Up On Cripple Creek (as made famous by The Band)

“Up on Cripple Creek” is the fifth song on The Band’s eponymous second album, The Band. It was released as an (edited) single on Capitol 2635 in November 1969 and reached #25 on the Billboard Hot 100.[1] “Up on Cripple Creek” was written by Band guitarist and principal songwriter Robbie Robertson, with drummer Levon Helm singing lead vocal.

A 1976 live performance of “Up on Cripple Creek” appears in the Band’s concert film The Last Waltz, as well as on the accompanying soundtrack album. In addition, live performances of the song appear on Before the Flood, which records the Band’s 1974 tour with Bob Dylan, as well as on the 2001 expanded edition of Rock of Ages, originally released in 1972.

“Up on Cripple Creek” is notable as it is one of the first instances of a Hohner clavinet being played with a wah-wah pedal. The riff can be heard after each chorus of the song. The clavinet, especially in tandem with a wah-wah pedal was a sound that became famous in the early to mid-1970s, especially in funk music.

The Band performed the song on the Ed Sullivan Show in November 1969.

Drawing upon the Band’s musical roots—the American South, American rock and roll, and bluegrass/country—the song is sung from the point of view of a truck driver who goes to Lake Charles, Louisiana, to stay with a local girl, Bessie, with whom he has a history. In the song, he gambles, drinks, listens to music, and spends time with “little Bessie,” who takes an active role in the goings-on, while expressing her opinions, further endearing herself to the narrator. At the end of the song, after exhausting himself on the road, he talks about going home to his woman, “big mama,” but is tempted to return to Bessie again. Or he may not be cheating. Truckers also use the term “Big Mama” to refer to their dispatcher over the CB radio. Concerns about the weather in other parts of the country and the line “this life of living on the road” suggest over-the-road trucking. At the start of the song he’s hauling logs off a mountain and at the end he may be weighing options: “rolling in” to home base for a new cargo or seeing his Bessie again.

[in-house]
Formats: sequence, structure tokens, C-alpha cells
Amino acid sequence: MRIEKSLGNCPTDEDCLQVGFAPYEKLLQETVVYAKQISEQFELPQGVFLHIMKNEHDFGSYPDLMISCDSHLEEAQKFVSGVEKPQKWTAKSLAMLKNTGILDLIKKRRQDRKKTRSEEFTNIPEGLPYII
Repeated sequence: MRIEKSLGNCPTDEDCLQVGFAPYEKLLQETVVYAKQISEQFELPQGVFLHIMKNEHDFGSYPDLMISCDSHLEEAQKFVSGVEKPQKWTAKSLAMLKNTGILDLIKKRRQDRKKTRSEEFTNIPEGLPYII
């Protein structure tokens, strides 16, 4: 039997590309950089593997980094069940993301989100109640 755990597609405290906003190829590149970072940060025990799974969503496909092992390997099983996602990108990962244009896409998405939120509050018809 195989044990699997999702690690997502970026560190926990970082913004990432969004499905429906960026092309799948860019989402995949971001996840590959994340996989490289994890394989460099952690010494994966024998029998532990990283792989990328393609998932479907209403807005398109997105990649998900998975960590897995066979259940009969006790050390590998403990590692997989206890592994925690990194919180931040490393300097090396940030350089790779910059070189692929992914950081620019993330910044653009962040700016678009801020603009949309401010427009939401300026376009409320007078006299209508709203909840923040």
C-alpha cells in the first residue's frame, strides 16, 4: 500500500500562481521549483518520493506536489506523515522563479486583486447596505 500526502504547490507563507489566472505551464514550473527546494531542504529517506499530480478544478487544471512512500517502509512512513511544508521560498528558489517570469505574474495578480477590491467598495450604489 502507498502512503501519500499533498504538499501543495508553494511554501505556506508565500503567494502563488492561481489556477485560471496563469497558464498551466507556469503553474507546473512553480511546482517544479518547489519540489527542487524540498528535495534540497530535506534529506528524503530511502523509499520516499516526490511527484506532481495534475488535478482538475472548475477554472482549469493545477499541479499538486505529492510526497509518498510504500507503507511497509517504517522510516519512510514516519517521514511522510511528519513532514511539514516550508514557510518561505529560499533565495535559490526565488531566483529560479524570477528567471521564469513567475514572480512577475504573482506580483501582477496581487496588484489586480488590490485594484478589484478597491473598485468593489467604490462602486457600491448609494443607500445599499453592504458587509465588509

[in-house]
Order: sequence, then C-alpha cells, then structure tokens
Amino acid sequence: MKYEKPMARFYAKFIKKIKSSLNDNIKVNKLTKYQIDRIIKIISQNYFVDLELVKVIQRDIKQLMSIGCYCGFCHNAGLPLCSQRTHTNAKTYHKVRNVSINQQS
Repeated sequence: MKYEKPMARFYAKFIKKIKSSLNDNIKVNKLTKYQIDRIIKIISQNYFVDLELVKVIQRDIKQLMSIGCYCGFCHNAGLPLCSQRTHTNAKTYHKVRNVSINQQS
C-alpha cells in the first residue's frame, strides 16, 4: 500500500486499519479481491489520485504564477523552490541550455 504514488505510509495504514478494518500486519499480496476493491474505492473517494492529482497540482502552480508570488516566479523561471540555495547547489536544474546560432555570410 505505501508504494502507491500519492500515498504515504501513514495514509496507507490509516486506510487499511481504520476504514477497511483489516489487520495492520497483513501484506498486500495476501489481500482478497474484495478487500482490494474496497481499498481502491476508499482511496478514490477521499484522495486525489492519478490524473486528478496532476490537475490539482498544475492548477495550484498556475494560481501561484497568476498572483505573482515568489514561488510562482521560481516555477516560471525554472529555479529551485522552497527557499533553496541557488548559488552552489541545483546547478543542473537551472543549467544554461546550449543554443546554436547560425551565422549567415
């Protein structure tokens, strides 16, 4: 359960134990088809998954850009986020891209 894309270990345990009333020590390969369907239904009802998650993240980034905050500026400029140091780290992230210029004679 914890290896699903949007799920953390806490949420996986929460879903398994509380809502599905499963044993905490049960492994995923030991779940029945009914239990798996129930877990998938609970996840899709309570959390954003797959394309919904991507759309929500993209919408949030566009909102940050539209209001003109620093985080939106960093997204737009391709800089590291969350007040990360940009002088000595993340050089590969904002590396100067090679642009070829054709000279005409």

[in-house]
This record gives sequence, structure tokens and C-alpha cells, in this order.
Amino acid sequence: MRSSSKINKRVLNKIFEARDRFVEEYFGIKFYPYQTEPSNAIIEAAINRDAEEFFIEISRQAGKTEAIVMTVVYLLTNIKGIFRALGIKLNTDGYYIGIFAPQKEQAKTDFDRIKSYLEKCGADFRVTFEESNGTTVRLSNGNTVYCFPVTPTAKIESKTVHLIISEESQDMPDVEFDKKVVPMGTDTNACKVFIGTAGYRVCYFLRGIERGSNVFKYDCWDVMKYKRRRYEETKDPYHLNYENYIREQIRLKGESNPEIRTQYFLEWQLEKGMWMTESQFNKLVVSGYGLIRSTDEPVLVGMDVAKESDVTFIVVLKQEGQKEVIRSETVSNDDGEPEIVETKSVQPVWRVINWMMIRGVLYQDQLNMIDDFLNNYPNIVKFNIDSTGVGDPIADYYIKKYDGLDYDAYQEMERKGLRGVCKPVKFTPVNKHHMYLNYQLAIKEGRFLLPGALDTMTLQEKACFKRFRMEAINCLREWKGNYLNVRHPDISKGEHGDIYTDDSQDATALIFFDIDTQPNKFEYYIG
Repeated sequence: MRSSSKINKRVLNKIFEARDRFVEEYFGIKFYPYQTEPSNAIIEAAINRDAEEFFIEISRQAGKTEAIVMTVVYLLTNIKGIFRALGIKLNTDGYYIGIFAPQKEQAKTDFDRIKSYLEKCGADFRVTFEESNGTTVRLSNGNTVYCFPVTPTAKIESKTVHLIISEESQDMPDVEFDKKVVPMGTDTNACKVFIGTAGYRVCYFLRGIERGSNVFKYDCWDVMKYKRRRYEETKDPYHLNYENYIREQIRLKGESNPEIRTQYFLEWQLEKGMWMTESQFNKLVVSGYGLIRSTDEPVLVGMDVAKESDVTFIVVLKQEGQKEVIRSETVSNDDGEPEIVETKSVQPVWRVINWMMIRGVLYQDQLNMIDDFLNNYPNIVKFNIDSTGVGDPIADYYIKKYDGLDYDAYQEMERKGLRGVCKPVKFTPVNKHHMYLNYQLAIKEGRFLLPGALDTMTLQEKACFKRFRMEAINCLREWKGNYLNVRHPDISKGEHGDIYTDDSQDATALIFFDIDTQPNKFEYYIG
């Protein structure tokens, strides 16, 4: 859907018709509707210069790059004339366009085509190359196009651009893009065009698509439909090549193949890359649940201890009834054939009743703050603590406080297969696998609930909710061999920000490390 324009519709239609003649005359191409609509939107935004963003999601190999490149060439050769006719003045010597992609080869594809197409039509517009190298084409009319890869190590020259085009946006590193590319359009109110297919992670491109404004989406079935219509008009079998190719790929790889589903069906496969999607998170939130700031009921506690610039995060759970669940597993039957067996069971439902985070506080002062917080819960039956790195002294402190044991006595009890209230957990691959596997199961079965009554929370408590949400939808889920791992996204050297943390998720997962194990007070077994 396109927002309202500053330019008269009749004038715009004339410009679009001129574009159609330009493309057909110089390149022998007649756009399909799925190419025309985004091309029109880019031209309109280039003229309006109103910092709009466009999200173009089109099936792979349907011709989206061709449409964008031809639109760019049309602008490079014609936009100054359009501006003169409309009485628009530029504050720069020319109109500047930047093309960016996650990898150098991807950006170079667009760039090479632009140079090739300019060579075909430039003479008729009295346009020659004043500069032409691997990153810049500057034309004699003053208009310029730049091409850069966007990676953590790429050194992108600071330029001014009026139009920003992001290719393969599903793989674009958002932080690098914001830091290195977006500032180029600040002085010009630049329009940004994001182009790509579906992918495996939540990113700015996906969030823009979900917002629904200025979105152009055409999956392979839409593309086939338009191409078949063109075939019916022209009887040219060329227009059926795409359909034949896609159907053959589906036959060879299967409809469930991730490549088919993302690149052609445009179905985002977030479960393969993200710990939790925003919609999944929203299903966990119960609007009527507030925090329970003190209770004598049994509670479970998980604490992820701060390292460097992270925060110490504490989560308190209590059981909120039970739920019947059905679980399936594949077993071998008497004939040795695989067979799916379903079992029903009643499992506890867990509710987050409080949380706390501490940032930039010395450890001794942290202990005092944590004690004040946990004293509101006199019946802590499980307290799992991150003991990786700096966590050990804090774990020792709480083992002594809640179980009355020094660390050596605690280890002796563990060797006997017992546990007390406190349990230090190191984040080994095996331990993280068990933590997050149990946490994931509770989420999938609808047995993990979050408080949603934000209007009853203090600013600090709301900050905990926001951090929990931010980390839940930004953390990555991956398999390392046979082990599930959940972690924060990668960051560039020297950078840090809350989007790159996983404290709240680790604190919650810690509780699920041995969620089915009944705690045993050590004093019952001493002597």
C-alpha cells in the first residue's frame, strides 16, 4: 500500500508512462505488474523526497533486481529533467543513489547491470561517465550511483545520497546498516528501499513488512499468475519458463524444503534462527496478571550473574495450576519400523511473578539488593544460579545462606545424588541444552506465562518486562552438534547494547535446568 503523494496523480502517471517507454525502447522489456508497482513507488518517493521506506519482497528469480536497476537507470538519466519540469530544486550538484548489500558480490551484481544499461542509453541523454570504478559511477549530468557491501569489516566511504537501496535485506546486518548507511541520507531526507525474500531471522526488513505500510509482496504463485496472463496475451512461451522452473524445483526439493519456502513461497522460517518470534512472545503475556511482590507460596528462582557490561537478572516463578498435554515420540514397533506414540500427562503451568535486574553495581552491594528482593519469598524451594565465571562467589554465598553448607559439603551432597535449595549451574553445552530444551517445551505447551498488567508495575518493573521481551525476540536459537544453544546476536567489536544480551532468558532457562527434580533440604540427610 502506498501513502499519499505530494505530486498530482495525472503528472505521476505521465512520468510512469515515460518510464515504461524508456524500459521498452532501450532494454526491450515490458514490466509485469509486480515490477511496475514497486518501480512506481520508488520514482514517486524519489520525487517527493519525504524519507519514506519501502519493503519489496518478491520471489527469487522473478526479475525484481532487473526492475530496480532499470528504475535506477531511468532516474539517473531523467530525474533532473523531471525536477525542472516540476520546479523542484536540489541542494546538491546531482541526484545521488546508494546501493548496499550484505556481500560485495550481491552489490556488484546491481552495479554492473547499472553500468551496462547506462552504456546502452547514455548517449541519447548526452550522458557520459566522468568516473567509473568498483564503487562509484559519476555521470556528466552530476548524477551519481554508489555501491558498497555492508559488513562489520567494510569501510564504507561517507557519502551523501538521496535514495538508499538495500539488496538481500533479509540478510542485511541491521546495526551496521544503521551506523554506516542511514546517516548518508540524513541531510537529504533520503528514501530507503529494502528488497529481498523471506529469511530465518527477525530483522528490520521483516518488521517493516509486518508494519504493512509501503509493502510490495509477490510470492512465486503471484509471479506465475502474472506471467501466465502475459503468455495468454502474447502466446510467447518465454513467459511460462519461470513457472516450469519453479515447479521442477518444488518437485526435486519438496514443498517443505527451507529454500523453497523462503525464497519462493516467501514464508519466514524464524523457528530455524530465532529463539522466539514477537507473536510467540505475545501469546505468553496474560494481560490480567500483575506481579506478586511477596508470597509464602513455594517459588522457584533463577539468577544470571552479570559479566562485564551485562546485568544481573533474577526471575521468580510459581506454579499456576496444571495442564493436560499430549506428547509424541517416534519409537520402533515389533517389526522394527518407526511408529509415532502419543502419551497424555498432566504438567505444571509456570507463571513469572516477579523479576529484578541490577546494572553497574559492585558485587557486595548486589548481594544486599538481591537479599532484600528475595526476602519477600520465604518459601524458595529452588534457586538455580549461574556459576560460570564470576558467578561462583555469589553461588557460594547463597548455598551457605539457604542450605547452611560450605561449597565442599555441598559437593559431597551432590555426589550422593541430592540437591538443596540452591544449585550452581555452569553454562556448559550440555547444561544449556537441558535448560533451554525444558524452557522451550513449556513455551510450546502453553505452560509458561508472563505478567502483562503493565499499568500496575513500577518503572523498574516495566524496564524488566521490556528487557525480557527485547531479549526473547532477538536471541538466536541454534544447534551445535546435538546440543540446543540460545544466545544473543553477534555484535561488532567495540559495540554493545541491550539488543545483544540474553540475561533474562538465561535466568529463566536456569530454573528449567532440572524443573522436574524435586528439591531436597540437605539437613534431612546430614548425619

Robertson has said of the song:

We’re not dealing with people at the top of the ladder, we’re saying what about that house out there in the middle of that field? What does this guy think, with that one light on upstairs, and that truck parked out there? That’s who I’m curious about. What is going on in there? And just following the story of this person, and he just drives these trucks across the whole country, and he knows these characters that he drops in on, on his travels. Just following him with a camera is really what this song’s all about.[2]

AllMusic critic Bill Janovitz describes the melody as “light and catchy,” also stating that the song has a “New Orleans groove.”[2] Janovitz also regards the “non-traditional, funky style” of Garth Hudson’s clavinet playing a precursor of Stevie Wonder’s similar keyboard playing on “Superstition.”[2]

The hip hop duo Gang Starr sampled the rhythm track on their own song “Beyond Comprehension.”[2]

Levon Helm – lead vocals, drums
Rick Danko – bass guitar, backing vocals
Garth Hudson – clavinet with wah-wah pedal, Lowrey organ
Richard Manuel – piano, backing vocals
Robbie Robertson – electric guitar